Hadoop Distributed File System (HDFS) is a special file system used to store and manage large amounts of data across a group of computers. It is important for working with Big Data.
Key Characteristics and Features of HDFS
- Distributed Architecture: HDFS distributes data across multiple nodes in a cluster, allowing it to scale horizontally as the data volume grows. Each node (also known as a DataNode) is a commodity hardware machine that contributes storage capacity to the file system.
- Replication and Fault Tolerance: To ensure data availability and fault tolerance, HDFS replicates data blocks across different DataNodes. By default, HDFS replicates each data block three times, storing each copy on different machines. If one DataNode fails, the replicas on other nodes can be used to serve data, providing fault tolerance.
- Data Blocks: HDFS stores files in large blocks, typically ranging from 64 MB to 128 MB in size. These large block sizes optimize data processing, as it minimizes the overhead of seeking and reading small blocks.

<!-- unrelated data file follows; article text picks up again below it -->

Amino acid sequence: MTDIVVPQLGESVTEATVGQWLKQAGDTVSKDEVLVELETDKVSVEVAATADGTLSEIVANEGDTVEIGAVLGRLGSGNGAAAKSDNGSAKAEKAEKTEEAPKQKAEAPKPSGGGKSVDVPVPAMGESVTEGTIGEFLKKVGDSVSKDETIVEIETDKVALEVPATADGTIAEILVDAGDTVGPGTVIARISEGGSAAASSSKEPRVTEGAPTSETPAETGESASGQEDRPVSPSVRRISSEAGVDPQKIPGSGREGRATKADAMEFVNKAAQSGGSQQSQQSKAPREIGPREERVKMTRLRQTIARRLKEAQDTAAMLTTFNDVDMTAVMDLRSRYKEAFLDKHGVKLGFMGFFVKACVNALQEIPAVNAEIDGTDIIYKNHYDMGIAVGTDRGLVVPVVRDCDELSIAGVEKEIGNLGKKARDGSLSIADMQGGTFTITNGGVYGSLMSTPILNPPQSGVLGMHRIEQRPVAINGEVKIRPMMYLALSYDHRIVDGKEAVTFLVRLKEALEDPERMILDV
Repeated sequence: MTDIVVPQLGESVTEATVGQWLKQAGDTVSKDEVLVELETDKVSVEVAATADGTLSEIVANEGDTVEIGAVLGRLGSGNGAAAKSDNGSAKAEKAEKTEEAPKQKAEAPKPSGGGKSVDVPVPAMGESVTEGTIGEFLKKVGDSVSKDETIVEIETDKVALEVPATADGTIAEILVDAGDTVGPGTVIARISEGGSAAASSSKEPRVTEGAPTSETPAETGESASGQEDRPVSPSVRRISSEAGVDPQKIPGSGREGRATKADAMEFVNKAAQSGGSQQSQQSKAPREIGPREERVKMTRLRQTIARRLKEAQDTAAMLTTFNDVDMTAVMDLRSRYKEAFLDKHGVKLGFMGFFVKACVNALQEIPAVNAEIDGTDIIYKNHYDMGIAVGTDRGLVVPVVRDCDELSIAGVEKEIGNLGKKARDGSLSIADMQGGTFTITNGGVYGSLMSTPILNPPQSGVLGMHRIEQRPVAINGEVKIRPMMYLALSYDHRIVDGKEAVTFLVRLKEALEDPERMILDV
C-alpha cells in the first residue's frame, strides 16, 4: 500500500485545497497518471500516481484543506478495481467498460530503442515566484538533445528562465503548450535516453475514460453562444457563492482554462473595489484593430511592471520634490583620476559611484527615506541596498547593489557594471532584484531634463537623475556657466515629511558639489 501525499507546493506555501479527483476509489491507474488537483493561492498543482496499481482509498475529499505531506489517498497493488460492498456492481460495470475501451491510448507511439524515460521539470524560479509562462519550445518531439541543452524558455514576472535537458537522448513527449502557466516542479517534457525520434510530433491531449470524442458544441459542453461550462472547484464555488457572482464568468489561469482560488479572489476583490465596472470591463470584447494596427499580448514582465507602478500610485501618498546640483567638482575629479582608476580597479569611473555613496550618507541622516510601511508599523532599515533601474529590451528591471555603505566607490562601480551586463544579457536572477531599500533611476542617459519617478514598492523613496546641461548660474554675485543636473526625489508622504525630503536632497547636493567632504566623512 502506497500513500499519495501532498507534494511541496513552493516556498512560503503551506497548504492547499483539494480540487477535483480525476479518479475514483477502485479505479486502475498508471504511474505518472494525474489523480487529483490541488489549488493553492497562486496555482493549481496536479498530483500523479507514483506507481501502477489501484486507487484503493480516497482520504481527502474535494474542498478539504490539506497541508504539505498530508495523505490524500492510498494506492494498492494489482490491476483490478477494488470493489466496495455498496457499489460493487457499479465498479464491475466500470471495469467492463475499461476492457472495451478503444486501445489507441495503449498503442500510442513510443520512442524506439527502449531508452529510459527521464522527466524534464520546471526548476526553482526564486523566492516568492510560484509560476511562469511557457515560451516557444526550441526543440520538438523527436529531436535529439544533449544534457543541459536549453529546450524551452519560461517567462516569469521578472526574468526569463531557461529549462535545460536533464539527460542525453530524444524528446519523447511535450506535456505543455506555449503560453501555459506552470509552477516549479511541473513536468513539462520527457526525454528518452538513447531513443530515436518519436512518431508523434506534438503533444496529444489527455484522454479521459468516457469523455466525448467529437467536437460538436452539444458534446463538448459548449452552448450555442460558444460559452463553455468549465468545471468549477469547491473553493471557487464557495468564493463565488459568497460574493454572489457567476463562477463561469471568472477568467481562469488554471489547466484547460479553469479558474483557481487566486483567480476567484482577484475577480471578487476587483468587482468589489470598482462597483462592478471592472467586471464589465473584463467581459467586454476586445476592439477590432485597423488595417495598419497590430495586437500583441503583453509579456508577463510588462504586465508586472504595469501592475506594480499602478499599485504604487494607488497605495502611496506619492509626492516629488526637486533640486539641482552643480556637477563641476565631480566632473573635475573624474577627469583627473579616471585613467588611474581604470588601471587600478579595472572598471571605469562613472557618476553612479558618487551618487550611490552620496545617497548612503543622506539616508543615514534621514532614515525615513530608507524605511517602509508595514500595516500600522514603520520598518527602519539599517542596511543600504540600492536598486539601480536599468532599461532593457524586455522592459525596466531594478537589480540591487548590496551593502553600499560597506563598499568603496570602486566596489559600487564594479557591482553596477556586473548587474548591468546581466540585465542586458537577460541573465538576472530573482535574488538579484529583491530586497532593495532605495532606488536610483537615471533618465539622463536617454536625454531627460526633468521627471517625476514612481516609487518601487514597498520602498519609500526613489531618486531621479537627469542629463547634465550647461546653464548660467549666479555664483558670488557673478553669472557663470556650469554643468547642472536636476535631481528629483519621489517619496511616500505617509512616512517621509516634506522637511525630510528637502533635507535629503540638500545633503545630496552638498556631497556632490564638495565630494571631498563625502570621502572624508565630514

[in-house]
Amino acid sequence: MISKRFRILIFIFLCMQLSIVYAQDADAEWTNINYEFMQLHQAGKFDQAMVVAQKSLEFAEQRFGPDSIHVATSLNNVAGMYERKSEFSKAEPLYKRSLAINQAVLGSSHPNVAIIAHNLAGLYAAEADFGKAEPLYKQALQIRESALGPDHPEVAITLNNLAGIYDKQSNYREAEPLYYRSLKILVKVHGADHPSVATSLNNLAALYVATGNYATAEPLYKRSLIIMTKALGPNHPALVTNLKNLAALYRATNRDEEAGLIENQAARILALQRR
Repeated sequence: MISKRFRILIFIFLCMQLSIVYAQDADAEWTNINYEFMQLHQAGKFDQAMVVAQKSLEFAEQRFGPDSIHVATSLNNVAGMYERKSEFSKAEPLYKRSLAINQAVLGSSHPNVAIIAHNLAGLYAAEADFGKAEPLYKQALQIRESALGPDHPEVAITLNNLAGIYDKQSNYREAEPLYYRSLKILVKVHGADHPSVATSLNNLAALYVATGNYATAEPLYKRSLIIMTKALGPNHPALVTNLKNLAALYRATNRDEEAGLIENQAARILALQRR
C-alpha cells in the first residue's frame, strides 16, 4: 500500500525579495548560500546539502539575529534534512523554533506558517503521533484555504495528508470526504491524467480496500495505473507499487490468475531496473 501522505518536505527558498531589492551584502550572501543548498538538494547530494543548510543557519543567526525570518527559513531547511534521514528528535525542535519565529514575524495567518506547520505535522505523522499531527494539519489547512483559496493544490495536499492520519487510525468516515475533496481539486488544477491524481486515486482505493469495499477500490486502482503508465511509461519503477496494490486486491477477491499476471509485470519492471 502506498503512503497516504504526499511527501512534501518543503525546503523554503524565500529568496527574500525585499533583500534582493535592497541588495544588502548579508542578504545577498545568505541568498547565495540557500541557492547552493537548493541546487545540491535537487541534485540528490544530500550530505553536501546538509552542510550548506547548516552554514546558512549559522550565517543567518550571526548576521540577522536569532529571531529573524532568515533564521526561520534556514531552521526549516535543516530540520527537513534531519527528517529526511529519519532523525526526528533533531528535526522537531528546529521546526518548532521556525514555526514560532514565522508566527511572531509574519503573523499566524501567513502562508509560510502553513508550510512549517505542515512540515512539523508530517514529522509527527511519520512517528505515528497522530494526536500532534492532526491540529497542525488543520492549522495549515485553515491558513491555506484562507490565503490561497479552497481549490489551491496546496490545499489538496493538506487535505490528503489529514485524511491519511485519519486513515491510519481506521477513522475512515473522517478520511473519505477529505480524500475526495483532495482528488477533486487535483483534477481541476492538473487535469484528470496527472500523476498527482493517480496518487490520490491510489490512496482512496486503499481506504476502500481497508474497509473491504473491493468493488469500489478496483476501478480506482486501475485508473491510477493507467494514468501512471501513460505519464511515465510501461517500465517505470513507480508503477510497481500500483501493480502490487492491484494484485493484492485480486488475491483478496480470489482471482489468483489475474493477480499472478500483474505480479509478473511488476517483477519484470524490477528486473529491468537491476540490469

- Write Once, Read Many (WORM): HDFS follows the Write Once, Read Many principle, which means that data is written to HDFS once and becomes immutable (read-only) afterward. This design simplifies data management and enhances data reliability.
- Data Locality: HDFS aims to process data where it resides, known as data locality. When a task (such as a MapReduce job) is scheduled on a node, HDFS tries to schedule the task on the node where the data is located. This reduces data movement and improves processing efficiency.
- Namespace and Metadata: HDFS uses a single namespace to represent the file and directory hierarchy. Metadata about files (e.g., file name, file size, replication factor) is stored in a separate component called the NameNode.
- Secondary NameNode: The Secondary NameNode is not a backup or failover NameNode but assists the primary NameNode by periodically merging the changes to the file system’s metadata. This helps the system recover from failures more quickly.